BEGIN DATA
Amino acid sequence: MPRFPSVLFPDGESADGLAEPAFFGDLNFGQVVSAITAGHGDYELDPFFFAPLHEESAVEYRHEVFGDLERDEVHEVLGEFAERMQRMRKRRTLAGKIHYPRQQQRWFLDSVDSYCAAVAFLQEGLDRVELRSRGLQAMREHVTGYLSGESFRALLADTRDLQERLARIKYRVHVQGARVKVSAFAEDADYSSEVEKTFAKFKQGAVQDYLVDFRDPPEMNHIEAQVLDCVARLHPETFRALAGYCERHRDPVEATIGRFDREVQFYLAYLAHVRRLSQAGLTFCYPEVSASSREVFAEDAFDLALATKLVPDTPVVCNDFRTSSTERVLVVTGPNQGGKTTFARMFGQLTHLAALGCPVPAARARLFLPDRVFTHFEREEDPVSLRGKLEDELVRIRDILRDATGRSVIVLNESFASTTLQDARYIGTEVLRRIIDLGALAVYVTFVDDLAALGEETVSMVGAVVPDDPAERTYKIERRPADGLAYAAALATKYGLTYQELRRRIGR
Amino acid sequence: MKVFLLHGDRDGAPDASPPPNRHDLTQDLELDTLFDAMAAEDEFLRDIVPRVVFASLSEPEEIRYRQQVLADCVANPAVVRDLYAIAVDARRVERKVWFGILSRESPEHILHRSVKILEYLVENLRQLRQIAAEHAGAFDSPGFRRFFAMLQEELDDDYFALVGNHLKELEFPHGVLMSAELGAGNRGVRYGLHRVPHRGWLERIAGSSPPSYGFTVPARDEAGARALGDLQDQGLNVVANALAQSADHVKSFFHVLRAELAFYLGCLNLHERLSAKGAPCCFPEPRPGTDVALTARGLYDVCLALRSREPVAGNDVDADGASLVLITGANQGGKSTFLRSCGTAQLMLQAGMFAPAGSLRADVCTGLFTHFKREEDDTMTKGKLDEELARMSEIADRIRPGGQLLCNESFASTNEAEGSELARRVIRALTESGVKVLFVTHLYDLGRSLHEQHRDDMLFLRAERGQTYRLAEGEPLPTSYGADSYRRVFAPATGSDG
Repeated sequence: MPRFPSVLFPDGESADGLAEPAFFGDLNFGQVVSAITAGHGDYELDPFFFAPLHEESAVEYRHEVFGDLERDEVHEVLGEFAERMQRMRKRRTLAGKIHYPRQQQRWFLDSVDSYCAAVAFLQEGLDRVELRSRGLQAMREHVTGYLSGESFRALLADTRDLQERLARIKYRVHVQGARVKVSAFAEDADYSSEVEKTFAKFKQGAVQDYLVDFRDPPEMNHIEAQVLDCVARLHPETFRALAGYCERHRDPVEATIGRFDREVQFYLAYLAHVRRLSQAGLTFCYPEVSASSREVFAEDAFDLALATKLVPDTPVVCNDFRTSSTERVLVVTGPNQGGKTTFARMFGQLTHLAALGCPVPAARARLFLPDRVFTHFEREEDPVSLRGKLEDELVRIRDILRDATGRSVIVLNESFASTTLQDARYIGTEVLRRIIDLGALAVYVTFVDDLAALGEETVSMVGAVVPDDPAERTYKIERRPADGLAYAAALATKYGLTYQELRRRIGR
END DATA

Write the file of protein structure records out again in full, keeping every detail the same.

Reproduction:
Amino acid sequence: MPRFPSVLFPDGESADGLAEPAFFGDLNFGQVVSAITAGHGDYELDPFFFAPLHEESAVEYRHEVFGDLERDEVHEVLGEFAERMQRMRKRRTLAGKIHYPRQQQRWFLDSVDSYCAAVAFLQEGLDRVELRSRGLQAMREHVTGYLSGESFRALLADTRDLQERLARIKYRVHVQGARVKVSAFAEDADYSSEVEKTFAKFKQGAVQDYLVDFRDPPEMNHIEAQVLDCVARLHPETFRALAGYCERHRDPVEATIGRFDREVQFYLAYLAHVRRLSQAGLTFCYPEVSASSREVFAEDAFDLALATKLVPDTPVVCNDFRTSSTERVLVVTGPNQGGKTTFARMFGQLTHLAALGCPVPAARARLFLPDRVFTHFEREEDPVSLRGKLEDELVRIRDILRDATGRSVIVLNESFASTTLQDARYIGTEVLRRIIDLGALAVYVTFVDDLAALGEETVSMVGAVVPDDPAERTYKIERRPADGLAYAAALATKYGLTYQELRRRIGR
Amino acid sequence: MKVFLLHGDRDGAPDASPPPNRHDLTQDLELDTLFDAMAAEDEFLRDIVPRVVFASLSEPEEIRYRQQVLADCVANPAVVRDLYAIAVDARRVERKVWFGILSRESPEHILHRSVKILEYLVENLRQLRQIAAEHAGAFDSPGFRRFFAMLQEELDDDYFALVGNHLKELEFPHGVLMSAELGAGNRGVRYGLHRVPHRGWLERIAGSSPPSYGFTVPARDEAGARALGDLQDQGLNVVANALAQSADHVKSFFHVLRAELAFYLGCLNLHERLSAKGAPCCFPEPRPGTDVALTARGLYDVCLALRSREPVAGNDVDADGASLVLITGANQGGKSTFLRSCGTAQLMLQAGMFAPAGSLRADVCTGLFTHFKREEDDTMTKGKLDEELARMSEIADRIRPGGQLLCNESFASTNEAEGSELARRVIRALTESGVKVLFVTHLYDLGRSLHEQHRDDMLFLRAERGQTYRLAEGEPLPTSYGADSYRRVFAPATGSDG
Repeated sequence: MPRFPSVLFPDGESADGLAEPAFFGDLNFGQVVSAITAGHGDYELDPFFFAPLHEESAVEYRHEVFGDLERDEVHEVLGEFAERMQRMRKRRTLAGKIHYPRQQQRWFLDSVDSYCAAVAFLQEGLDRVELRSRGLQAMREHVTGYLSGESFRALLADTRDLQERLARIKYRVHVQGARVKVSAFAEDADYSSEVEKTFAKFKQGAVQDYLVDFRDPPEMNHIEAQVLDCVARLHPETFRALAGYCERHRDPVEATIGRFDREVQFYLAYLAHVRRLSQAGLTFCYPEVSASSREVFAEDAFDLALATKLVPDTPVVCNDFRTSSTERVLVVTGPNQGGKTTFARMFGQLTHLAALGCPVPAARARLFLPDRVFTHFEREEDPVSLRGKLEDELVRIRDILRDATGRSVIVLNESFASTTLQDARYIGTEVLRRIIDLGALAVYVTFVDDLAALGEETVSMVGAVVPDDPAERTYKIERRPADGLAYAAALATKYGLTYQELRRRIGR